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Thread: Air cleaner question

  1. #1
    Junior Member
    Join Date
    Jun 2018

    Air cleaner question

    What type of air cleaner do I use instead of the original oil bath? This is a 1967 F-4

  2. #2
    Super Moderator gmwillys's Avatar
    Join Date
    Aug 2017
    Depending on how you want to go, here are a couple of options;

    Removal of the oil bath cleaner, and an air filter that mounts directly to the carb.

    The other option is to convert your oil bath air cleaner to accept a dry paper element.

  3. #3
    Super Moderator LarrBeard's Avatar
    Join Date
    Nov 2014
    Ft. Wayne, IN

    Oil Bath Air Cleaners

    Quote Originally Posted by Stella View Post
    What type of air cleaner do I use instead of the original oil bath? This is a 1967 F-4
    There was a discussion about oil bath air cleaners a bit earlier in the spring. Here is a link to the string:


    I have had less than good luck with putting an air filter on top of the carburetor. Old Jeep carburetors are not designed to support a load cantilevered on top of them. The screws that hold the top are threaded into fairly soft aluminum. Shock and vibration of the top-mounted air cleaner can wallow out the screw threads and cause fuel leaks around the top of the float bowl. This might not happen often, but it happened to my ’48 truck with an L-134 back when I took it over from my Dad.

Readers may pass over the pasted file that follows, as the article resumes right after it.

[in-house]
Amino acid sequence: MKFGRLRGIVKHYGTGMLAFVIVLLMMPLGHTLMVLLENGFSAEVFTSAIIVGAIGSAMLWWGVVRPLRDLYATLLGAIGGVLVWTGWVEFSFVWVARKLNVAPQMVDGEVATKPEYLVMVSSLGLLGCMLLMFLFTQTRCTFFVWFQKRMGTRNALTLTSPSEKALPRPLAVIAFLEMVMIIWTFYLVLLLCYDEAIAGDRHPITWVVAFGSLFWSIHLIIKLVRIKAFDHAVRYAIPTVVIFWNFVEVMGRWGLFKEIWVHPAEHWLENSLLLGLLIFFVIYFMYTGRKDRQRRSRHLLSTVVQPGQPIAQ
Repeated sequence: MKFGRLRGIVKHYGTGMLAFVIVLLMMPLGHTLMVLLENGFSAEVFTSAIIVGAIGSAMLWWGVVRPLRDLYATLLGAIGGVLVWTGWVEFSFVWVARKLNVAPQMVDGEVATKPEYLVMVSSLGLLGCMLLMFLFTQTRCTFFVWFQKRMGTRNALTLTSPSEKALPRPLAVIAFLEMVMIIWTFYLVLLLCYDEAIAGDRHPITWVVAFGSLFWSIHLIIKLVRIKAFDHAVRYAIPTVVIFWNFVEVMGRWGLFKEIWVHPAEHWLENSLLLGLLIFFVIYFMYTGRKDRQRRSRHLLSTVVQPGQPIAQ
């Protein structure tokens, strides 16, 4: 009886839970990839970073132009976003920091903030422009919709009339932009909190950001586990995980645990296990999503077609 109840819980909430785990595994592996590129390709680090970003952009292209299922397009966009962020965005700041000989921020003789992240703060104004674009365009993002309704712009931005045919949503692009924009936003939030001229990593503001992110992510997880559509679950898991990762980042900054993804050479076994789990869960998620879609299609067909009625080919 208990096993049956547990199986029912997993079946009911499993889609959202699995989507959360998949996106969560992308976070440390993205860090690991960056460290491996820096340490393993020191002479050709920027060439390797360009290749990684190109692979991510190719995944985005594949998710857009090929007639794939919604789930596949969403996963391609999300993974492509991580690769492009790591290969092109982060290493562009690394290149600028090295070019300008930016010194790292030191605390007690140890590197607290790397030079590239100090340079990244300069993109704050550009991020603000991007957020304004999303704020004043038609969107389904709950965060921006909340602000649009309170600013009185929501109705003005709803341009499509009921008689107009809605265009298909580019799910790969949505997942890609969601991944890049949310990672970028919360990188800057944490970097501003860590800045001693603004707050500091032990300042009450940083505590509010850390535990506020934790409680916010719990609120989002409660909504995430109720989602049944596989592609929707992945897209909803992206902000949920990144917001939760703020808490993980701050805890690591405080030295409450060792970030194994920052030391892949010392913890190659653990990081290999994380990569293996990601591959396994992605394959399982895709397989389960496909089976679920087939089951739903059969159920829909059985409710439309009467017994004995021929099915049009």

Another issue with replacing the oil-bath air cleaner is how to accommodate crankcase ventilation. In the original ’48 arrangement (which was long gone by the time I got the truck), the vent on the oil filler tube went to a nipple on the tube running from the air cleaner to the carburetor. In an air cleaner I have knocking around the shop, not only is there a crankcase vent tube fitting, there is a smaller fitting for who knows what?

    So you can see, I lean toward keeping the original oil bath cleaner. But, I agree it is a mess at times – I almost always managed to spill dirty oil when I took off the bowl. The other problem is that many bowls have accumulated water over time and tend to rust out from the inside.

    Being the lazy, sneaky guy I am – I have figured out a solution to both problems. If your oil bowl has pinhole leaks, line it with a couple layers of aluminum foil. Find a piece of foam rubber and cut it to fit in the foil lined bowl. Saturate it with oil. Incoming air will still hit the oily rubber before it turns the corner and starts back up through the steel wool serpentine maze. That will trap the dust almost as well as the oil puddle.

    Clean the steel wool, get the birds and rocks out of it and reoil it. All of your vent hoses and tubing still fit, you don’t have an oil spill issue and the top will stay on your carburetor a lot longer.
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